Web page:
Ultra-processed foods increase risk of death and fatal disease

Ultra-processed foods (snacks, soft drinks, sweetened cereals, prepared foods with additives, dehydrated soups, and reconstituted meat and fish products) are generally characterized by high levels of sugar, fat and salt, and low vitamin and fiber content.

Two studies published in the British Medical Journal assure that the consumption of ultra-processed foods increases between 11 and 62 percent the risk of death and cardiovascular, coronary and cerebrovascular pathologies.

Consumption of ultra-processed foods increases between 11 and 62 percent the risk of death

One of the published works was developed in France by NutriNet-Santé and evaluated the relationship between ultra-processed foods and the risk of cardiovascular and cerebrovascular diseases.

For this purpose, the scientists worked with 105,159 French adults (43 years on average). These people completed dietary questionnaires, every day for five years, to measure the regular intake of 3,300 foods.

Ultra-processed foods are generally characterized by high levels of sugar, fat and salt

"The problem with ultra-processed foods is not only the low nutritional quality and high energy density. They also displace the consumption of healthy products," says Dr. Maira Bes-Rastrollo. The study showed no difference in the increase of risk according to gender. This is something that should be studied in depth.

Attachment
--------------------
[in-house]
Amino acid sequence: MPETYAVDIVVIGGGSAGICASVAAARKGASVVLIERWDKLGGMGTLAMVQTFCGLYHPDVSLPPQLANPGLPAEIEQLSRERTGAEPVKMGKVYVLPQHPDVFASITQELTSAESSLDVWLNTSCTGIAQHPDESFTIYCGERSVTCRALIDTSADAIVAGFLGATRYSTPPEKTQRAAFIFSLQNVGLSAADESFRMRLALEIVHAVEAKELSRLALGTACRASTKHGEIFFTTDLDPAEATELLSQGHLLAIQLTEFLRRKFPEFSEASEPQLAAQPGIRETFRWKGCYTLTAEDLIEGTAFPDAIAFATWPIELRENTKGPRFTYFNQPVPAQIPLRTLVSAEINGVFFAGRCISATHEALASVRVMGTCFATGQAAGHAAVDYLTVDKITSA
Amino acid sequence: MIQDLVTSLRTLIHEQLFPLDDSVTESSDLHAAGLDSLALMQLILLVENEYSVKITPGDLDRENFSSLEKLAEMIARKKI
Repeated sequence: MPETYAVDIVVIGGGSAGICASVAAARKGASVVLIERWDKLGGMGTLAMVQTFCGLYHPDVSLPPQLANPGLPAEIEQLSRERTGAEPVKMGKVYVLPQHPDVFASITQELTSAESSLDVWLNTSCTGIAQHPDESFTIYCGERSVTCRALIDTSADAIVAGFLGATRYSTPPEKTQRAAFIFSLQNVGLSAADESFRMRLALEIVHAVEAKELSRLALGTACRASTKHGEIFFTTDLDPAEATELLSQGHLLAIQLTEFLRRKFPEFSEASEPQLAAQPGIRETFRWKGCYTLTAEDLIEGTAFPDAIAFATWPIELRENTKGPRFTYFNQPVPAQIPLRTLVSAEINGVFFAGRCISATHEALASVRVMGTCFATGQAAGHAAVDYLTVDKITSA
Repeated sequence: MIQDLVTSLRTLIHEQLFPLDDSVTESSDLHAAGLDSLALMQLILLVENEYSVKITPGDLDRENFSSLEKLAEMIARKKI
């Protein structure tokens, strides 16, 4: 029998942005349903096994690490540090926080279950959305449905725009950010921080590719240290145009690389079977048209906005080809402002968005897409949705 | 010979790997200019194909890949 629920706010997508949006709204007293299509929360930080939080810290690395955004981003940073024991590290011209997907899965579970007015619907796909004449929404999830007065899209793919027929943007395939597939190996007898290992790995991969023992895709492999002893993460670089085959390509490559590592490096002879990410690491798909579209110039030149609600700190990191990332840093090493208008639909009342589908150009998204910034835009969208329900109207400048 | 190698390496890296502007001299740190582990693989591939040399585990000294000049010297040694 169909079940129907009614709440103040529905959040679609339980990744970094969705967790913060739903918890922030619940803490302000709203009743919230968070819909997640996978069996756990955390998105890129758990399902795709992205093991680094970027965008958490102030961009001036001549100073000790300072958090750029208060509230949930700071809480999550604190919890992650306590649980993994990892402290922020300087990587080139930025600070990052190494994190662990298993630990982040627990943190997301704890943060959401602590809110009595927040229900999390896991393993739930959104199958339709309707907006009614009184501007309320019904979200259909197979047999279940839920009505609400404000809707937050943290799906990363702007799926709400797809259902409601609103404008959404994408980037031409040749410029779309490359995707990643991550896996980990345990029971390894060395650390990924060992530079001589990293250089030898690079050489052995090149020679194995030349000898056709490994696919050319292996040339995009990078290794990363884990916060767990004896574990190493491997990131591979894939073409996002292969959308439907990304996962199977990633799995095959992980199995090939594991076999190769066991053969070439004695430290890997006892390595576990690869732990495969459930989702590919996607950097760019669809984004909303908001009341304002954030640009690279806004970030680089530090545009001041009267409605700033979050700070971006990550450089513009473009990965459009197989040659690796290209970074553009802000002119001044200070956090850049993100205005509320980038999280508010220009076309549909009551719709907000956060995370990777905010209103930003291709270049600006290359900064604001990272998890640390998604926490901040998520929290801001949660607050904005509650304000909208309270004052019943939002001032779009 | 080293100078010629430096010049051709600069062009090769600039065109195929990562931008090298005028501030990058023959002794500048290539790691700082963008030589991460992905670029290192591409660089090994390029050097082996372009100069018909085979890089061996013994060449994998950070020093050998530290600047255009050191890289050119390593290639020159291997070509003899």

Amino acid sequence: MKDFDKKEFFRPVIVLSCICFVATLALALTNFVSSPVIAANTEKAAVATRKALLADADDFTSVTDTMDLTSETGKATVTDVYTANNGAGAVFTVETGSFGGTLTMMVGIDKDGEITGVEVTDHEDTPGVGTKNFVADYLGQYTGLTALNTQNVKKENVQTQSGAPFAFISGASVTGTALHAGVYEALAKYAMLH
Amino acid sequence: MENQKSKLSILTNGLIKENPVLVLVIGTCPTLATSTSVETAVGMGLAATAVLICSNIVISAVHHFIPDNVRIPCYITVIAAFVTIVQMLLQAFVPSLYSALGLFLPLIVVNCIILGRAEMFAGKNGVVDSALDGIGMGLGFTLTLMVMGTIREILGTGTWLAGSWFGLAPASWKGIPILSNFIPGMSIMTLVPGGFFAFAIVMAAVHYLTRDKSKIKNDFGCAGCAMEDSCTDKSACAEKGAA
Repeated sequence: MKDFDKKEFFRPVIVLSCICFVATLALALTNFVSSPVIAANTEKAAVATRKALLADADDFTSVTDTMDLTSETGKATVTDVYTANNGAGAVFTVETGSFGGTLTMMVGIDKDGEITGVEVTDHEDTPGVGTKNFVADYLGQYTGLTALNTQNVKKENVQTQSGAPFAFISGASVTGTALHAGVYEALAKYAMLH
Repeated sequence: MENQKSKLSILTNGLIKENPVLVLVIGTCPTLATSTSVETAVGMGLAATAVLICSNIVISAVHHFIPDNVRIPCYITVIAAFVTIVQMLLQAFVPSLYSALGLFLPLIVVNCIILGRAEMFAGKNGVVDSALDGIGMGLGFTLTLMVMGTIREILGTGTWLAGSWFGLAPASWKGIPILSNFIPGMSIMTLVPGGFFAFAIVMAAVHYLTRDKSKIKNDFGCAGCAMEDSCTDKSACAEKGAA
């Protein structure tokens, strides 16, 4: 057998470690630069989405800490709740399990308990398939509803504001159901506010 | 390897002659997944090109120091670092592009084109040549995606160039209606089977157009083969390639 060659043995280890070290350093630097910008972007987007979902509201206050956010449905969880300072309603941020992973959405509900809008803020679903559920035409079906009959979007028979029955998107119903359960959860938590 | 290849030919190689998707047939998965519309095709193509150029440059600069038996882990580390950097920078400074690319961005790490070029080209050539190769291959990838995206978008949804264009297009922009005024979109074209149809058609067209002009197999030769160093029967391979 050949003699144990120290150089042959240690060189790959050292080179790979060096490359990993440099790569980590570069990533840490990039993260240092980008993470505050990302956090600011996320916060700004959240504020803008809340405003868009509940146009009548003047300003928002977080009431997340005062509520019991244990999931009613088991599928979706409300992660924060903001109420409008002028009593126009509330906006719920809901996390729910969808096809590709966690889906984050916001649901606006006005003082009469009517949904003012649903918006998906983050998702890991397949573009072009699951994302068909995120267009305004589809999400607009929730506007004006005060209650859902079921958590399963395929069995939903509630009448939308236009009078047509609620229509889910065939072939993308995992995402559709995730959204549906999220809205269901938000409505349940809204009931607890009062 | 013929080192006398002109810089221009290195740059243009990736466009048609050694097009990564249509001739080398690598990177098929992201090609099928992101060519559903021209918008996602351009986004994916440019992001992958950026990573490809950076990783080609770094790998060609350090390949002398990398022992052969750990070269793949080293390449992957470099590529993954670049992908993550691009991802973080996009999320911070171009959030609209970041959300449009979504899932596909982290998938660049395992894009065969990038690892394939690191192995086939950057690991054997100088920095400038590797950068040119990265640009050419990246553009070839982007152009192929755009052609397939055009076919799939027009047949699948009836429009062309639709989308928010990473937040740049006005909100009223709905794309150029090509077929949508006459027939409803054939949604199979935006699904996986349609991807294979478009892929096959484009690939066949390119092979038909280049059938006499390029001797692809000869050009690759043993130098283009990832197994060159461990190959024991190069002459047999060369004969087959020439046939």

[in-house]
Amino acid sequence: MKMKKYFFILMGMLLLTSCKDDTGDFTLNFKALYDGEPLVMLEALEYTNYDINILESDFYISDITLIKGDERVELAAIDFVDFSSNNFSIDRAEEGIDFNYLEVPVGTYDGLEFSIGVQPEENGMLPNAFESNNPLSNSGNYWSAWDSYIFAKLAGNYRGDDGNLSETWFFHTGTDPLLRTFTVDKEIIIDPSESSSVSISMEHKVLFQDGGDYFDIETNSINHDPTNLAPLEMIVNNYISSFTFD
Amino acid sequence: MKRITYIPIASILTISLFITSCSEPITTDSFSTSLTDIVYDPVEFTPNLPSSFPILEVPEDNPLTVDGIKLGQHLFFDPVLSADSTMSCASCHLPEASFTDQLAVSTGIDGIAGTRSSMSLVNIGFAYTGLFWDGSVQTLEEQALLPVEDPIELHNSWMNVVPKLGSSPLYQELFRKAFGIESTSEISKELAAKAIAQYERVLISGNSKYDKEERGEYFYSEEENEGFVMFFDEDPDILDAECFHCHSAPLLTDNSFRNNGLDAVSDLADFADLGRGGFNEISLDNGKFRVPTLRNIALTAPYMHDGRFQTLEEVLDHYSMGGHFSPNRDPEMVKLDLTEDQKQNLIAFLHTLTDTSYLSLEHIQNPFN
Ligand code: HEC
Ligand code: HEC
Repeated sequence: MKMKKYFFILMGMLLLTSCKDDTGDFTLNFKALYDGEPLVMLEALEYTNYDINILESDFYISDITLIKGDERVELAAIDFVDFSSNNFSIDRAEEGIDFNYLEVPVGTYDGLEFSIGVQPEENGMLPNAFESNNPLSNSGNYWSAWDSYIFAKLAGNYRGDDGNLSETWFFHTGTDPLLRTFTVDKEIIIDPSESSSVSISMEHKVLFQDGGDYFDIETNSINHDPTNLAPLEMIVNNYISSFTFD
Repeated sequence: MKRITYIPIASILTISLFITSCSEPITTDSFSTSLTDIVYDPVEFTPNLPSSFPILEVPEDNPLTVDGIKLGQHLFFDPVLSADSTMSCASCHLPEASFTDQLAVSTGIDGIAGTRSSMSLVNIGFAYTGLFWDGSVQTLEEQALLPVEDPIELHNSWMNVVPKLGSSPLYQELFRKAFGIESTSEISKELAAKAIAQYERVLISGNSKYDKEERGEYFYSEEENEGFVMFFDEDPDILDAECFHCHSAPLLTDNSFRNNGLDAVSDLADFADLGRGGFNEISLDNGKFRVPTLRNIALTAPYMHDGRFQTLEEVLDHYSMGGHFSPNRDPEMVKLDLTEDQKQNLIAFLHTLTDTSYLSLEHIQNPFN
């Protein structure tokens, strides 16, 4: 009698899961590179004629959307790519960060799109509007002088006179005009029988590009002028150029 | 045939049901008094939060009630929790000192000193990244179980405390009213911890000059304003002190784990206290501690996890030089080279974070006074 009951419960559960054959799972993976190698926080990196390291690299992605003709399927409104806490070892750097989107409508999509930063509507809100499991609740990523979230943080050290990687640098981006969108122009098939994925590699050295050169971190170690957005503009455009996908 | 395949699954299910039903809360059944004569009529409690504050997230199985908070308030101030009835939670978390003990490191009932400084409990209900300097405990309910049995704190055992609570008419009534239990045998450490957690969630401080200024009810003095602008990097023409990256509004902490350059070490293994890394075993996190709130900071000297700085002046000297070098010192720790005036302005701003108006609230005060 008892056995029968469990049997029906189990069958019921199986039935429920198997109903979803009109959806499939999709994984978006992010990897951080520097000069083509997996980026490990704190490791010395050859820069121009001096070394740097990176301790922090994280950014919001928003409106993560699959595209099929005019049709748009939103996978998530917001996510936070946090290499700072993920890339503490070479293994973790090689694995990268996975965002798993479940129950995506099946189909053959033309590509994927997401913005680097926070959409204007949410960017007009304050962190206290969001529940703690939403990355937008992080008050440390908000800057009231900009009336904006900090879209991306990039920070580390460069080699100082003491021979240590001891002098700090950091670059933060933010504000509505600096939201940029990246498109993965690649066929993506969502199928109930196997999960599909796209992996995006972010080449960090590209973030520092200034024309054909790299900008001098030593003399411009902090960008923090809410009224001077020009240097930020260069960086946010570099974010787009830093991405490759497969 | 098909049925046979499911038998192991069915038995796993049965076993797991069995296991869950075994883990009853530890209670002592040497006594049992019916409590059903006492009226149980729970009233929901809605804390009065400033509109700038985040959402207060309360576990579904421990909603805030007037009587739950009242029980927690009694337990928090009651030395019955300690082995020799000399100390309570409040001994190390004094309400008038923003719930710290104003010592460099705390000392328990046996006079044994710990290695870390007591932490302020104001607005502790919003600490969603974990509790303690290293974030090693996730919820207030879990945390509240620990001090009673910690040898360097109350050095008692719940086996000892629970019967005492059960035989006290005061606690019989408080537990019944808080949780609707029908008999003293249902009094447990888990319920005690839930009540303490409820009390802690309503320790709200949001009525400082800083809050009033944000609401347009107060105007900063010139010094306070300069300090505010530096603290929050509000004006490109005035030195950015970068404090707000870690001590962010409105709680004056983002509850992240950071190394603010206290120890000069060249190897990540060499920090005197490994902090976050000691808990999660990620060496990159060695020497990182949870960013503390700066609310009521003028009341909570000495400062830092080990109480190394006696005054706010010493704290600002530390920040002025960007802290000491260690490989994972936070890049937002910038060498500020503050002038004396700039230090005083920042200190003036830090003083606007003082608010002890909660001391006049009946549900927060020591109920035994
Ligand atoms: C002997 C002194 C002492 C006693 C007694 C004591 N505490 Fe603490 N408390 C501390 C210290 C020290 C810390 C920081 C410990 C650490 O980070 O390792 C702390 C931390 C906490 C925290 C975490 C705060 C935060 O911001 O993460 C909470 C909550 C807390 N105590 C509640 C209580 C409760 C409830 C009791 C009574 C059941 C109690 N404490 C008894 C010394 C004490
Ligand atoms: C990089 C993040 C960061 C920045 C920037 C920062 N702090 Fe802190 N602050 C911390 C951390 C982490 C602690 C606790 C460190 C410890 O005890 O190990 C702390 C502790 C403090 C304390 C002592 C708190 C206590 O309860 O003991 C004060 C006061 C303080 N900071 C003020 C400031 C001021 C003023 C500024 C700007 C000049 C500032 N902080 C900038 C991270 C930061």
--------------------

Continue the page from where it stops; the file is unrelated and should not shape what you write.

A second study, by researchers in Spain, showed that the consumption of more than four portions a day of these foods is associated with a 62 percent greater risk of mortality, from all causes, compared to consumption of less than two portions a day. In numbers, for every 10 deaths among those who ate less ultra-processed food, there were 16 among those who consumed more.

" The problem with ultra-processed foods is that also displace the consumption of healthy products," says Dr. Maira Bes-Rastrollo

For this study, 19,899 Spanish university graduates (38 years on average), completed a 136-item dietary questionnaire as part of the University of Navarra (SUN) Follow-up Study.

Alejandro Peña

Journalist, broadcaster and creative editor+ info

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